Method of removing adipose tissue from the body

Electromedical apparatus is employed to non-invasively remove adipose tissue from the body by causing necrosis thereof by localizing (e.g., focusing) radiant energy. The radiant energy may be of any suitable kind, for example, localized radio frequency, microwave or ultrasound energy, which is impinged upon the cells to be eliminated. Cell destruction occurs through a mechanism such as, e.g., heating or mechanical disruption beyond a level which the adipose tissue can survive.

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1. Field of the Invention

This invention relates to electromedical methodology, and more specifically, to the employment of localized or focused radiant energy to remove adipose tissue by causing destruction or necrosis thereof.

2. Related Art

Adipose tissue, more commonly known as "fat", is formed of cells containing stored lipid. Fat cells are very large, ranging up to 120 microns in diameter. They are typically spherical but may assume polyhedral shapes because of mutual deformation. A single droplet of lipid occupies most of the volume of the cell. The nucleus is displaced to one side by the accumulated lipid and the cytoplasm is reduced to a thin rim comprising only about one fortieth of the total volume of the cell. Each cell is surrounded by delicate reticular fibers. In the angular spaces between the cells are capillaries that form a loose plexus throughout the tissue. Adipose tissue appears in section as a delicate network with large polygonal meshes.

Adipose tissue is often subdivided into small lobules by connective tissue septa. This compartmentation, visible with the naked eye, is most obvious in regions where the fat is subjected to pressure and has a cushioning or shock absorbing effect. In other regions, the connective tissue septa are thinner and the lobular organization of the tissue is less apparent.

Adipose tissue is widely distributed in the subcutaneous tissue but exhibits regional differences in amount, which are influenced by age and sex. In infants and young children there is a continuous subcutaneous layer of fat, the panniculus adiposus of rather uniform thickness over the whole body. In adults it thins out in some regions but persists and grows thicker in certain sites of predilection. These sites differ in the two sexes and are largely responsible for the characteristic differences in body form of males and females. In the male, the principal areas are the neck and the region overlying the seventh cervical vertebra, the subcutaneous area overlying the deltoid and triceps, the lumbrosacral region, and the buttocks. In the female, subcutaneous fat is most abundant in the anterior neck, the breasts, the buttocks, the epitrochanteric region, and the anterior aspect of the thigh. Few blood vessels pass through subcutaneous fat into the overlying skin, which receives its nutrients through a subdermal plexus of blood vessels which runs above the fatty layer.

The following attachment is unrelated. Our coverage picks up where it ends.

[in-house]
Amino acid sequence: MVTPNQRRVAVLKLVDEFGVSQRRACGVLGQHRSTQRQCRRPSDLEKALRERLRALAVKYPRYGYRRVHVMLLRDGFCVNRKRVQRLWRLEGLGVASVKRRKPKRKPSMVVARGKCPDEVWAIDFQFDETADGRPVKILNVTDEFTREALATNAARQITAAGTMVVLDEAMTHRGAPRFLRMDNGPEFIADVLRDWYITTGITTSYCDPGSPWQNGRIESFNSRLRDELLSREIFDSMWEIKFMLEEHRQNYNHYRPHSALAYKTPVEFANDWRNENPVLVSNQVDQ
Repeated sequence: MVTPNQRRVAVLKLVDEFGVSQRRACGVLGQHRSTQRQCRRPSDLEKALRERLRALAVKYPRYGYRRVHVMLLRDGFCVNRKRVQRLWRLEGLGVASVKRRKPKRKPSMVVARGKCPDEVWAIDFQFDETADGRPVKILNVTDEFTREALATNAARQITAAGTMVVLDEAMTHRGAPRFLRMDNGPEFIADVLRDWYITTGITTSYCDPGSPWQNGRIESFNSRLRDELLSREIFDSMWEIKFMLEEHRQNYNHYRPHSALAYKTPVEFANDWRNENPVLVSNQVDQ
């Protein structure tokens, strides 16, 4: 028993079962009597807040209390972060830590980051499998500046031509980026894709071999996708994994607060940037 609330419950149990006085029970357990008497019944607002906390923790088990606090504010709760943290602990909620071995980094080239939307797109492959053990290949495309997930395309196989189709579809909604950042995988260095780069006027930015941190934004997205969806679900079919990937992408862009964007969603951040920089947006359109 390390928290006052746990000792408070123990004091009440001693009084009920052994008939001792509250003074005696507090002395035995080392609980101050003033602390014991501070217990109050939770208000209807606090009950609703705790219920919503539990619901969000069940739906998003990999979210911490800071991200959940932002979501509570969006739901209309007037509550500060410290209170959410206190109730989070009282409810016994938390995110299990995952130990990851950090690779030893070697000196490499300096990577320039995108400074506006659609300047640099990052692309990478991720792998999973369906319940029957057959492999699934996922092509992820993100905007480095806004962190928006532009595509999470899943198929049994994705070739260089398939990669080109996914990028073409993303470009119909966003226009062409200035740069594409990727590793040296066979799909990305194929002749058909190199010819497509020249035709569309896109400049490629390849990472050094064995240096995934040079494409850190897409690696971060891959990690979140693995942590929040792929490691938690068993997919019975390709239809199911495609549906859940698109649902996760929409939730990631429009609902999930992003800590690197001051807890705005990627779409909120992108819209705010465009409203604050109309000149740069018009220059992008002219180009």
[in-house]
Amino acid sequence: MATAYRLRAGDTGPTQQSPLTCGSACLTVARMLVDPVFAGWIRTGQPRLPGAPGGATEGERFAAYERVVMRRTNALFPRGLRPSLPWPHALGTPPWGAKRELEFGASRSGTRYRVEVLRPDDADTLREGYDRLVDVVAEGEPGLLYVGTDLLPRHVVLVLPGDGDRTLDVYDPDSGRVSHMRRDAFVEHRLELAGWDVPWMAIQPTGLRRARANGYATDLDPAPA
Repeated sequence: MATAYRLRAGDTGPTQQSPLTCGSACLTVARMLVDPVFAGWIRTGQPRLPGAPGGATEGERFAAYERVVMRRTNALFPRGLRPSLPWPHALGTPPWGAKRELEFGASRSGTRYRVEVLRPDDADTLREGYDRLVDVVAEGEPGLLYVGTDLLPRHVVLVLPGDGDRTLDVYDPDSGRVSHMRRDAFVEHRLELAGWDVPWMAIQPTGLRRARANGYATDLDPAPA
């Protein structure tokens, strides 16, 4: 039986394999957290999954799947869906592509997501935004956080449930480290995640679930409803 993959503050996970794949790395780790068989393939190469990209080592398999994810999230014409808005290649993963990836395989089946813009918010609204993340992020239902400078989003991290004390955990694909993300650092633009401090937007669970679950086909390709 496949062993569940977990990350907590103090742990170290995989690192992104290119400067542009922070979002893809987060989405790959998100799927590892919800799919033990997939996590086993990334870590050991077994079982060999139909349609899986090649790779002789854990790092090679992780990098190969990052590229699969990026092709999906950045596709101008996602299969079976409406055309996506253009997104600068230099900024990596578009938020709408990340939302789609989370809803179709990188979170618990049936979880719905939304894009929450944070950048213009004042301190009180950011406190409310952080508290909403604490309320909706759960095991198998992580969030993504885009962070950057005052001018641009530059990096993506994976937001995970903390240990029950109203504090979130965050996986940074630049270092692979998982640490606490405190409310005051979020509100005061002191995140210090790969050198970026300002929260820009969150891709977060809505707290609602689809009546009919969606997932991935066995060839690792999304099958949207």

In addition to these superficial fat deposits, there are extensive accumulations in both sexes in the omentum, mesenteries, and retroperitoneal areas. All of these areas readily give up their stored lipid during fasting. There are other areas of fat, however, that do not give up their stored fuel so readily. For example, the adipose tissue in the orbit, in the major joints, and on the palms of the hands and soles of the feet does not seem to be grist for the metabolic mill but instead has the mechanical function of support or protection. These areas diminish in size only after very prolonged starvation.

An excess of adipose tissue, i.e., obesity, may be unhealthful in that it gives rise to varying health problems in human beings both physical and psychological in nature. Beyond psychological effects such as poor self-image, obesity typically increases the risk of conditions such as heart disease, high blood pressure, osteoarthrosis, bronchitis, hypertension, diabetes, deep-vein thrombosis, pulmonary emboli, varicose veins, gallstones and hernias.

Thus, there is a clear need for improved methods of removing fatty tissue. Liposuction extracts adipose tissue from the body by purely mechanical means, but has undesirable side-effects due to the invasive nature of this process. To date, no non-invasive, and therefore reasonably safe, fatty tissue removal method has been developed.

Electromedical methods and apparatus have been used in the past for various surgical and therapeutic procedures. For example, U.S. Pat. No. 4,527,550 to Ruggera et al. discloses a radio frequency diathermy apparatus including means for localizing the heat focus U.S. Pat. No. 4,397,313 to Vaguine discloses a microwave hyperthermia apparatus including means for producing a concave electric field for focusing the electromagnetic energy at a particular region of the body. Federal Republic of Germany Patent 2,508,494 to Schulz, U.S. Pat. No. 4,343,301 to Indech, and U.S. Pat. No. 3,958,559 to Glenn et al. relate to ultrasound devices which can be focused on a tumor, for example, within the body.